Don’t get me wrong. We thoroughly enjoyed our lunch at Javier’s in Las Vegas, but I simply wanted to serve the dish with more shrimp, and more rajas! So here I re-create a version of that fabulous Camarones con Rajas at home. It’s overloaded with succulent Alaska spot shrimp atop poblano chile strips and onions smothered in a garlic butter cream sauce.
Rajas con crema is a popular Mexican dish consisting of strips or slices (rajas in Spanish) of roasted poblano peppers in a cream sauce.
At Javier’s, we dined on aguachile del rey with bay scallop, shrimp, and octopus; empanadas de camarón; chile verde with braised pork and tomatillo sauce; and the camarones con rajas – all accompanied by their hand-shaken signature margaritas. This stunning upscale Mexican restaurant is located in the Aria Resort right next to the casino floor where hundreds of rope strands form an impressive canopy in the bar area.
While Javier’s prepares their dish with Mexican white prawns, I am elevating my dish with Alaska spot shrimp.
Alaska Spot Shrimp are sweet and plump. And if cooked correctly, they are luscious and much more tender than the Mexican prawn variety. With their slightly briny hint of the sea, spot shrimp taste like a sweet-buttery cross between lobster and Dungeness crab. They are just heavenly served over the poblano garlic butter cream.
Chilled Marcona Almond & Poblano Chile Soup with Sherry Crab Salad Pillar with Avocado Diced Watermelon, Feta and Mint Borage Blossom Garnish
The 5 Star Makeover Cooking Group hosted by Natasha the 5 Star Foodie & Lazaro of Lazaro Cooks! is an outstanding monthly event for sharing ideas and creating gourmet makeovers of selected classic dishes or flavor combinations. June’s summery theme is CHILLED SOUPS.
The chilled almond & chile soup has been a favorite here for over a decade – a STAR of a cold soup that’s hot, smoky, and nutty. If fact, I entered it in a contest at the Los Angeles County Fair years ago, and it won second place. I’ve updated the soup recipe, now using sweet Spanish Marcona almonds and dry Spanish sherry. The basic soup can be simply garnished with bay shrimp or a drizzle of Mexican crema and a few cilantro leaves. Or for entertaining, go all out and build the crab pillar, your guests will be delighted.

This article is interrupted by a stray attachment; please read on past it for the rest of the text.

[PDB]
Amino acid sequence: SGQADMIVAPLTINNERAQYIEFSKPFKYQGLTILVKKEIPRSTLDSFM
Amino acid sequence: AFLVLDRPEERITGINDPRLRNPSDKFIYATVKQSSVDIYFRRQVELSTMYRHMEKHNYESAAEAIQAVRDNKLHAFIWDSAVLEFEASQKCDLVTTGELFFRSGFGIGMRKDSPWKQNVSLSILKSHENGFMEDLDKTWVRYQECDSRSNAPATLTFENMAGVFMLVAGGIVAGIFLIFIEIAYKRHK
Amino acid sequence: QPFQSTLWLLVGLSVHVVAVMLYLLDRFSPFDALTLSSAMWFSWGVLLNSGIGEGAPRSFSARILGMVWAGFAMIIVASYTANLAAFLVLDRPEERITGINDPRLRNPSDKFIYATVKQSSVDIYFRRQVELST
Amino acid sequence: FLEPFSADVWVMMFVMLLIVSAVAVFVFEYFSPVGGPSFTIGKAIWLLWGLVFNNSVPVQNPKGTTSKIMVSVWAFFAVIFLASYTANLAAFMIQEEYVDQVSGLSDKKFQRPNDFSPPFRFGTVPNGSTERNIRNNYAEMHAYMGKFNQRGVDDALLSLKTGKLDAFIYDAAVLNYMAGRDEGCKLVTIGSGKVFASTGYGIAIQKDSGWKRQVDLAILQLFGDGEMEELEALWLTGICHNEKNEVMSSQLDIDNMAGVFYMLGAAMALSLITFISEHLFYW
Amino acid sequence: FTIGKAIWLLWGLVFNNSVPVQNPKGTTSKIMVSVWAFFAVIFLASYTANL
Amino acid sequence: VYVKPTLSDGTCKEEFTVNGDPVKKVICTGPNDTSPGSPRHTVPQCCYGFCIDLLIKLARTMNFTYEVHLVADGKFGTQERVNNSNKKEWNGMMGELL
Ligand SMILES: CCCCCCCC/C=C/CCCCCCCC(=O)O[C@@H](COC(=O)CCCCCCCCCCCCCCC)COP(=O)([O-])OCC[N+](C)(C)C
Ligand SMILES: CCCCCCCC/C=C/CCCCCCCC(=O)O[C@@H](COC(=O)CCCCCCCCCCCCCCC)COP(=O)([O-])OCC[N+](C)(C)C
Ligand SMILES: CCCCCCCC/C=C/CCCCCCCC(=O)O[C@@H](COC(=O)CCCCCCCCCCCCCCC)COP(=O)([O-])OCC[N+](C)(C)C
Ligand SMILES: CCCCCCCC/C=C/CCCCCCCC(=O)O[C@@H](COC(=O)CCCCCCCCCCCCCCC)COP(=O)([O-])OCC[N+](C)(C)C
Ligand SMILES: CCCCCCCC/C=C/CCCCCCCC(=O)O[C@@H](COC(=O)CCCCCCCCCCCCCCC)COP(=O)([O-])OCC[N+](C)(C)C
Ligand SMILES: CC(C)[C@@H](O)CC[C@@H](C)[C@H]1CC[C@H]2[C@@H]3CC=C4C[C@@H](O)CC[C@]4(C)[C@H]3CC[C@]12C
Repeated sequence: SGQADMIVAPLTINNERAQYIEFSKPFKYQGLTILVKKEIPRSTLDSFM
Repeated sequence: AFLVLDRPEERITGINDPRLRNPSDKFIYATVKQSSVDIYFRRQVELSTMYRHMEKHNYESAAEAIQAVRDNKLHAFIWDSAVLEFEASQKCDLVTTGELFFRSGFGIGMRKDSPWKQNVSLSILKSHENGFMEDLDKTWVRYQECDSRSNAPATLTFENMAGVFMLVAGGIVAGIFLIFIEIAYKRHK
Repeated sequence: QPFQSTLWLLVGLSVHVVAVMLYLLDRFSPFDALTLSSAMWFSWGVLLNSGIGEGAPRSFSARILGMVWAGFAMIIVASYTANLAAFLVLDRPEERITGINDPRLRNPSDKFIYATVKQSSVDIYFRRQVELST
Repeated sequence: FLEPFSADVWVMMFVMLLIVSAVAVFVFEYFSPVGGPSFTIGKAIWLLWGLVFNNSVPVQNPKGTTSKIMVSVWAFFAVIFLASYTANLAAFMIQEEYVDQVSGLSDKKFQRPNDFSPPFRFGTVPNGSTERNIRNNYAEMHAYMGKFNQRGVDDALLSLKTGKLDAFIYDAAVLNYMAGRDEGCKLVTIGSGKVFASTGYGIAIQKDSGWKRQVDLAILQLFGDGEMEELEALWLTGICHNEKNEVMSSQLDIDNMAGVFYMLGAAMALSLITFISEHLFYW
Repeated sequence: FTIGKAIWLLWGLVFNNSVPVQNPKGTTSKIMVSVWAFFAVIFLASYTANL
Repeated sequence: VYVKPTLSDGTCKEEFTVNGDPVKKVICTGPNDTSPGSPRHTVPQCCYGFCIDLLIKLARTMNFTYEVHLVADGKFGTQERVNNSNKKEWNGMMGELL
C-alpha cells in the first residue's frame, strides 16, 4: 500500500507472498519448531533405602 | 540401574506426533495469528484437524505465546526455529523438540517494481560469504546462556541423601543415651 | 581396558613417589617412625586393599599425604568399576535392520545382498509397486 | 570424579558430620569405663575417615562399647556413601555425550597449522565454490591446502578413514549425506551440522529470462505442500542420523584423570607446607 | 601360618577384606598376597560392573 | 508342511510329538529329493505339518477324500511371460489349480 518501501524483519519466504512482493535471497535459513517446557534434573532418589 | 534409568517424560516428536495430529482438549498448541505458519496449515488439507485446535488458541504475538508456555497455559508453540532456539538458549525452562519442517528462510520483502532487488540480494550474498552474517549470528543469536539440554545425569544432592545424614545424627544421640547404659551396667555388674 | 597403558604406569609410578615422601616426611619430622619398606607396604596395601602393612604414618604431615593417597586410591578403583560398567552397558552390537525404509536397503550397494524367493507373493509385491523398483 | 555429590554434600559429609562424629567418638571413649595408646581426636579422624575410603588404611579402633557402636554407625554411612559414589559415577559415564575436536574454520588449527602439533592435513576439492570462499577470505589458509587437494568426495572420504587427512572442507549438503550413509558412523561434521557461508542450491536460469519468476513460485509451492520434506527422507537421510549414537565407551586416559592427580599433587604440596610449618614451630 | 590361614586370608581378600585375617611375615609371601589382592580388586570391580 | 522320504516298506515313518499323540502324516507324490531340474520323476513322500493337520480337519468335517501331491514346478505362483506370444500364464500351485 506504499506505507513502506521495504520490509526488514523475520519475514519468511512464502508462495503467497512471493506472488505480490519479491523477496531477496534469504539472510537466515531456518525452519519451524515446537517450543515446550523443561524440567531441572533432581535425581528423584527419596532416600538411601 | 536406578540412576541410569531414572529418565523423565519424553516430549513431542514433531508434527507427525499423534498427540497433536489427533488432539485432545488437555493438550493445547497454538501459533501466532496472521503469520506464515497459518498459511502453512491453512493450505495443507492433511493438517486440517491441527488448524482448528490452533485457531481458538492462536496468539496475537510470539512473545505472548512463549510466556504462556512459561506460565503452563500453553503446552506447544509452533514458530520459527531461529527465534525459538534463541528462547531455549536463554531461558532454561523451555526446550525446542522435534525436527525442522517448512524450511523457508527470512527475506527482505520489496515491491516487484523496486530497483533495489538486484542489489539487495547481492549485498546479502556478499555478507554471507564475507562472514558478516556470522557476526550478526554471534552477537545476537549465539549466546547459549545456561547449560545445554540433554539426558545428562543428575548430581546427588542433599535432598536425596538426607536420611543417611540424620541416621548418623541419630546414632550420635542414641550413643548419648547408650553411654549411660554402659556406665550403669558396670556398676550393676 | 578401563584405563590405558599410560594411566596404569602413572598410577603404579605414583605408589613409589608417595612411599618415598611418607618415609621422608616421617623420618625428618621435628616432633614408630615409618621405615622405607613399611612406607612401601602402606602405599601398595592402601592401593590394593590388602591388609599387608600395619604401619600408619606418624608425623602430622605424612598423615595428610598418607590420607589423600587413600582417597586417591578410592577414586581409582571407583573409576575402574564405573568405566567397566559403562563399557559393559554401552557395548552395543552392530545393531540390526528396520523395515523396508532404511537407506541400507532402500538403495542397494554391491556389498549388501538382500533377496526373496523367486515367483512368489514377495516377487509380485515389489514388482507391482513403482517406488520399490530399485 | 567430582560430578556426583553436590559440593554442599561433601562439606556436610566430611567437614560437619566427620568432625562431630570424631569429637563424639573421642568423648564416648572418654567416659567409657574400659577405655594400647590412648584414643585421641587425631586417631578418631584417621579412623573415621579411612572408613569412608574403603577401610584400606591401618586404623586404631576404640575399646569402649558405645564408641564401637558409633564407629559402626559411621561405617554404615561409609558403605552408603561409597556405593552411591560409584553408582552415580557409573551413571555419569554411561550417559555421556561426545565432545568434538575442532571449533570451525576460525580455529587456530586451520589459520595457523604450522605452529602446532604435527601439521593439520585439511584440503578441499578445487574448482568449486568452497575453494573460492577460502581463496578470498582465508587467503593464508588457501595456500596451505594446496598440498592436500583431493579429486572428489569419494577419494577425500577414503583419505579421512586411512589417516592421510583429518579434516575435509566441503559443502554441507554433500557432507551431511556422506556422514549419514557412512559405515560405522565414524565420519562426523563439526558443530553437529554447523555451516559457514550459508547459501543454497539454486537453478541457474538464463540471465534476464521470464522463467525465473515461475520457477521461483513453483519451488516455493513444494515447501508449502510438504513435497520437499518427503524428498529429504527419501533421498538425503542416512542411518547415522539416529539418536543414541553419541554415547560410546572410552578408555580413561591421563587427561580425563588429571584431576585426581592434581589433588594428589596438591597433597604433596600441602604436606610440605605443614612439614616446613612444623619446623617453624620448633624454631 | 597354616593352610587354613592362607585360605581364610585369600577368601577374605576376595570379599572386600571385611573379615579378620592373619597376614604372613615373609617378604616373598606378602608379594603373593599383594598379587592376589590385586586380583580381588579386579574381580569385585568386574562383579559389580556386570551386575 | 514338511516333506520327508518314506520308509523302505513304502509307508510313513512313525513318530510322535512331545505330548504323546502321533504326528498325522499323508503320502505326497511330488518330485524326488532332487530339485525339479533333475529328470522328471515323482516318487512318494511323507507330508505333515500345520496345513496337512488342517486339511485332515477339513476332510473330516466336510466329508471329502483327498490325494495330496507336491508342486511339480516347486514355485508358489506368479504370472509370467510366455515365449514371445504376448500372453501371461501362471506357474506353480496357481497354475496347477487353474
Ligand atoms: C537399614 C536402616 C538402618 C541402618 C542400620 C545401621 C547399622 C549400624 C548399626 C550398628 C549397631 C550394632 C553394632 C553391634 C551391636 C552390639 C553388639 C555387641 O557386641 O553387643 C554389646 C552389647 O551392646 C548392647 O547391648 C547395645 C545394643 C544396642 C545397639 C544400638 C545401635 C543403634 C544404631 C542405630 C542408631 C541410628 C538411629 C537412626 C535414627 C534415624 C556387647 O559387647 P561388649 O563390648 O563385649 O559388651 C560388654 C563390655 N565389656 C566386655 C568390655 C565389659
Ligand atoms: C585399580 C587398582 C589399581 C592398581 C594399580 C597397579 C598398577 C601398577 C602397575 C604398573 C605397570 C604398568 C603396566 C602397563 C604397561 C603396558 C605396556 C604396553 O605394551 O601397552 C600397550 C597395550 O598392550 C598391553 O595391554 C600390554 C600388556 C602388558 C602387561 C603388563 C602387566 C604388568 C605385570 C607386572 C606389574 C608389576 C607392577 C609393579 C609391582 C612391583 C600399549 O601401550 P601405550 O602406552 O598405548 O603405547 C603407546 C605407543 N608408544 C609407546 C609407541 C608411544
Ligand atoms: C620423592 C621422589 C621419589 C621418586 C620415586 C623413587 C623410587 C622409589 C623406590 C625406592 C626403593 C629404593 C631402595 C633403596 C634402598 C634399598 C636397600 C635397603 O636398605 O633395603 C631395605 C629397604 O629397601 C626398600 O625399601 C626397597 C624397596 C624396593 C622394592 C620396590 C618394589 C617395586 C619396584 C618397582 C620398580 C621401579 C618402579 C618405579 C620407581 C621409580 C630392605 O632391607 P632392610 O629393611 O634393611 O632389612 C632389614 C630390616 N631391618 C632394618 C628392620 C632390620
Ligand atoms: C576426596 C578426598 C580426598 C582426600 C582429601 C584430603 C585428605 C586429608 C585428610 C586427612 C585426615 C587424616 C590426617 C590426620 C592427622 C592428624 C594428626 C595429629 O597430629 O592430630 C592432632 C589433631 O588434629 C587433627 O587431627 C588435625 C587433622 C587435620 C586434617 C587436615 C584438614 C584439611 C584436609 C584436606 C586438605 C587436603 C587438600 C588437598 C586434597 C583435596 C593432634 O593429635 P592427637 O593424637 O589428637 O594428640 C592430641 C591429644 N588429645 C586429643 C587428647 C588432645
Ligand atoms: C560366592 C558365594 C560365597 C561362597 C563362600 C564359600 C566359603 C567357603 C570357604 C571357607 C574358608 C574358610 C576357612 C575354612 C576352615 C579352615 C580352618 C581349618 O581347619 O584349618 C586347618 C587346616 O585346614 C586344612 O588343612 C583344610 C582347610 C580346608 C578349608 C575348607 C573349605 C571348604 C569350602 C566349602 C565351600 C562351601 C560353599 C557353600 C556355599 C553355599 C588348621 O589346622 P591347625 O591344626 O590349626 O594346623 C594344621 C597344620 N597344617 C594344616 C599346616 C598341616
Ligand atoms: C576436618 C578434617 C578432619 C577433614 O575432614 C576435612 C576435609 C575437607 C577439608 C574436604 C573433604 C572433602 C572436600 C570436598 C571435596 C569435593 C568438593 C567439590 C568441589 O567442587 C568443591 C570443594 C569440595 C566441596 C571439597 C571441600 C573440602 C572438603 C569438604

Cover the hot charred poblanos with a kitchen towel and let stand for 5 minutes. Remove the skin and seeds, slice into strips. Set aside.
The short ribs are browned in my Le Creuset French Oven, then removed from the pan. Sliced onion is cooked until golden, then add finely chopped garlic. Chopped tomatoes are added, cook for about 3 minutes more. The sliced poblanos, browned short ribs, plus salt and epazote are all nestled into the pan, covered, and braised at 325°F for about 1 1/2 hours.
The epazote gives this dish its traditional Mexican flavor. I have fallen in love with this herb and its intriguing aroma reminiscent of kerosene. This fabulous dish is the creation of Chef Rick Bayless. The detailed recipe can be found here.
I made this dish for my brother Bill. Knowing I was preparing a meat dish with Mexican origins, he stopped at the wine shop on his way over. The Bellum El Principio 2005 was one of two excellent recommendations. This is a Spanish wine made from 100% monastrell old vines. A complex and earthy wine, somewhat spicy, with a mixed berry fruit character, powerful yet smooth. The name “Bellum” comes from a local prehistoric cave painting. Perfect pairing with Beef Short Ribs and Poblanos! Thanks Billy.
We enjoyed this dish with white rice and Christmas Lima beans. I sent Bill home with some leftovers and when we talked later in the week, we both agreed that this dish was even better the next day! I’ve long been a fan of Rick Bayless and his restaurants in Chicago – Frontera Grill and Topolobambo. ¡Muchas Gracias RB!